|This is the talk page for discussing improvements to the Indoor rower article.
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|WikiProject Rowing||(Rated Start-class)|
- 1 more history needed
- 2 question
- 3 Concept 2
- 4 I don't read it that way.
- 5 Rewriting
- 6 Rewriting II
- 7 reads like an ad for concept2
- 8 History of the ergo
- 9 Proposed merge of Indoor rower and Rowing exercise
- 10 Commercialisation.
- 11 Exercise
- 12 Erg Test
- 13 Manufacturers / Brands
- 14 To do list for GA
- 15 Do mention Concept 2
- 16 Terminology change? the "Finish" now referred to as the "Release"
- 17 Magnetic resistance
- 18 types
- 19 Template added
more history needed
As an encyclopedic article, the history section is extremely weak. The rowing machine was first patented in 1867, yet we don't get much of any discussion about its development until the past 30 years. I will add the patent information with primary source citations, if there is no objection. That will at least provide a start toward more historical content. Declair (talk) 17:03, 15 May 2009 (UTC)
hi all, a question i have asked myself, having picked up rowing recently. in track, the most coveted distance is 100m. it s a quick run, exciting, entirely explosive and anaerobic. it can easily be argued that in erging, the 2k is the biggest focus, the first time people compare, etc. why? it s much much longer than 100m, there is some pacing to do, you can t row that distance that many places. any idea why?
- This is page to discussion the article not the general topic, but in brief 2k is more like 400m, a sprint but a long one it's considers a good test of fitness. Also there are plenty of rivers where you race over longer distances (see the rowing article) --Nate1481 15:23, 25 January 2007 (UTC)not
- The question was meant so that this information could be added to the article.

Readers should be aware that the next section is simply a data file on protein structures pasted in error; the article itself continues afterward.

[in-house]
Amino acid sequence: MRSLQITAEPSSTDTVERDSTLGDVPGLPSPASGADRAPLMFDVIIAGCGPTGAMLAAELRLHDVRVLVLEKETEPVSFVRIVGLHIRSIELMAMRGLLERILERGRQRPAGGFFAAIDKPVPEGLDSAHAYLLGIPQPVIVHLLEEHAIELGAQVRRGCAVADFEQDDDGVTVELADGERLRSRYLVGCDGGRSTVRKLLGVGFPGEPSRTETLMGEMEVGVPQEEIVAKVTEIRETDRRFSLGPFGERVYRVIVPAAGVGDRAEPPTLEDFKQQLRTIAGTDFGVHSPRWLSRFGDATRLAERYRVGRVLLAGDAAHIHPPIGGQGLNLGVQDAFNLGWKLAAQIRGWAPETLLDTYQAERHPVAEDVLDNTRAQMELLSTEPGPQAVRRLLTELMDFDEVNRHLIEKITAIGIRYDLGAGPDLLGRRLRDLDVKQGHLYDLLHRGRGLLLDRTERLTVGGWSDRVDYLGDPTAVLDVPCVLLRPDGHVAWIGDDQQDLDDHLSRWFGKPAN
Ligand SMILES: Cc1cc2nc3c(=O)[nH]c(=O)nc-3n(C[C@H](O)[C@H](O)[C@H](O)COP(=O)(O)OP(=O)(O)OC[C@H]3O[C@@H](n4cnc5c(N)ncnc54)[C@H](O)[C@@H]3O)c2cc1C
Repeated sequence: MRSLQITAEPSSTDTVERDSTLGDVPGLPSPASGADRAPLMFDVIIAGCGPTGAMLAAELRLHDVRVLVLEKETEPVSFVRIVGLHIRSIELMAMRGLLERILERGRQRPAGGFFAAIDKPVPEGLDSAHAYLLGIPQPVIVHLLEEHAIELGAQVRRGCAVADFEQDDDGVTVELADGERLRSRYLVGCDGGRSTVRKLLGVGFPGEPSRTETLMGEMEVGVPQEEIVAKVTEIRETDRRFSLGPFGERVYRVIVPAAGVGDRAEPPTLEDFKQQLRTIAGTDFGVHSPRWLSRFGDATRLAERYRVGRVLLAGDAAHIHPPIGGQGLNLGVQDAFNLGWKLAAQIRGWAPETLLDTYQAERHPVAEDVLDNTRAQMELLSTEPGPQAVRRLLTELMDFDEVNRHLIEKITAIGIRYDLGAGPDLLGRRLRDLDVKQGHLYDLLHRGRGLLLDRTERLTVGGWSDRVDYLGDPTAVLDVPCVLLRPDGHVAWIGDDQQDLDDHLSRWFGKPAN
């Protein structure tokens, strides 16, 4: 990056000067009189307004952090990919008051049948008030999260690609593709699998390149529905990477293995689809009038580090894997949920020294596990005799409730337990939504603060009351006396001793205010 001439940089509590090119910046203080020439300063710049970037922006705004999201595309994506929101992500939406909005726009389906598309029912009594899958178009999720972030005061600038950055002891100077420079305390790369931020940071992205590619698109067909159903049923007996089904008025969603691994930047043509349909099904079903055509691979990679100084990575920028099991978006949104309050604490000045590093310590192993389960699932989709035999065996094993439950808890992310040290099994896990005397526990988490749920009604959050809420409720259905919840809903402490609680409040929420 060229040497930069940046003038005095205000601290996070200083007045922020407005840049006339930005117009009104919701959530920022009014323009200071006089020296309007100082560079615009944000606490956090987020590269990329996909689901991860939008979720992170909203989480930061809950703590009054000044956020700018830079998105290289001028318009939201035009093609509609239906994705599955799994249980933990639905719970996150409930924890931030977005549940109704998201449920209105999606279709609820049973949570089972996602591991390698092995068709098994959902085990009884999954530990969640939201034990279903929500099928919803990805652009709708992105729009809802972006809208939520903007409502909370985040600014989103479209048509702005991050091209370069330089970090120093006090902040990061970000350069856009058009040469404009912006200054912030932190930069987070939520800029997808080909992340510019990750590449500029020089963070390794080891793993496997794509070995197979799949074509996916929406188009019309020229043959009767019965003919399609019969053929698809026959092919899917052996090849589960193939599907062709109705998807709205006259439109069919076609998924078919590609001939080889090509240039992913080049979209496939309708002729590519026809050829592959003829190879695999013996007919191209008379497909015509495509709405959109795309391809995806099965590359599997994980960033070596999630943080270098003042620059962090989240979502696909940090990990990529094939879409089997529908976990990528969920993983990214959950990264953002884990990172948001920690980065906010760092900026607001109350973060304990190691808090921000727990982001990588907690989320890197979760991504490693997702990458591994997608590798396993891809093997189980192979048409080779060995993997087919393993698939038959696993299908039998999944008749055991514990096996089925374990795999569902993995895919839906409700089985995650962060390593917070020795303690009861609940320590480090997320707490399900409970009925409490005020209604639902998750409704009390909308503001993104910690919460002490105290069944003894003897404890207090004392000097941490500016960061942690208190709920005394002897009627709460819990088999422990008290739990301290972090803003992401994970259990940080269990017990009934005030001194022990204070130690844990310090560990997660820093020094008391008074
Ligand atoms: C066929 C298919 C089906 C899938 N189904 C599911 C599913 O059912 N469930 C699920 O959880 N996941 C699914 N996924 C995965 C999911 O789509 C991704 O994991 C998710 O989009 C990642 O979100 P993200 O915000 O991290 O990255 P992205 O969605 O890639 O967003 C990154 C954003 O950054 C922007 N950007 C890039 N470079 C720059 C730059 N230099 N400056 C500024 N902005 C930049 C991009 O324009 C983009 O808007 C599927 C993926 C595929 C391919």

- Now that's a bit of a value judgement... the 100m track event is the most spectator friendly and exciting, not necessarily the most prestigious (one could easily argue that honour should go to the Marathon). In rowing, the standard distance has always been either 3 miles (for races modeled on The Boat Race), or 2000m (for races modelled on the Henley Royal Regatta - nowadays much more common). These distances are essentially arbitrary, but the reasons for the distances being so much longer are mainly due to rowing being a much more technical sport than sprinting. It is a test of skill and endurance as well as raw power. But to answer your question in a more definite way, 2k is the most commonly compared distance because that is the distance most international competitions are held over. Simple as that. —Preceding unsigned comment added by Yeti Hunter (talk • contribs) 07:46, August 27, 2007 (UTC)
- The question was meant so that this information could be added to the article.
This article appears to be an adverts for Concept2!
Not only that, it doesn't include entire classes of rowing machines (hydraulic, for example)
I don't read it that way.
This article looks pretty good. Concept2 while probably the largest manufacturer of indoor rowers is the only one I have ever seen marketed as an ergometer.
I agree, the entry is certainly overly-commerical. I've been rewriting the the indoor rower entry, and so far have decommericalized the Competitions, Exercise, and External Links sections, giving them both academic legitimacy, and removing the commerical, as well as badly written, content. (James Igoe, 2006-09-24)
Removed overly-specific referecnes to the Concept II rower. I believe this entry is now non-commerical, and should be reconsidered (James Igoe, 2006-09-24).
reads like an ad for concept2
Too much Concept2 in the text, two Concept2 links in the External links section, and the photo is a Concept2 pic. Highfructosecornsyrup 22:04, 3 December 2006 (UTC)
- Concept2 are the most widely used ergs so will be a significant part, the other types are listed in the top paragraph, external links to rowperfect and water rower would be good additions though. A paragraph on comparing the types would also be good, will see if i can find the links. --Nate1481 00:21, 4 December 2006 (UTC)
- Links added for balance and moved competition section to bottom better? --Nate1481 00:40, 4 December 2006 (UTC)
History of the ergo
Does anyone know the history of how indoor rowers gradually entered the rowing scene? They had "rowing machines" on the titanic, but you don't hear of them being used for training until about 1965. Repco introduced one of the first things we would recognaise as an erg in about 1970, and then the concept 2 came in 1981 (I believe). I could write a passable history section but I'm not sure where to go to cite any of it (except the repco bit - i've got a good source for that). Any help?--ABVS 12:03, 20 March 2007 (UTC)
- Here's a reputable source that Repco had the first early air resistance ergos: http://www.worldrowing.com/index.php?pageid=44. I thought they came out a little earlier than the 80s though. Oh well.--Yeti Hunter (talk) 07:22, 25 January 2008 (UTC)
Proposed merge of Indoor rower and Rowing exercise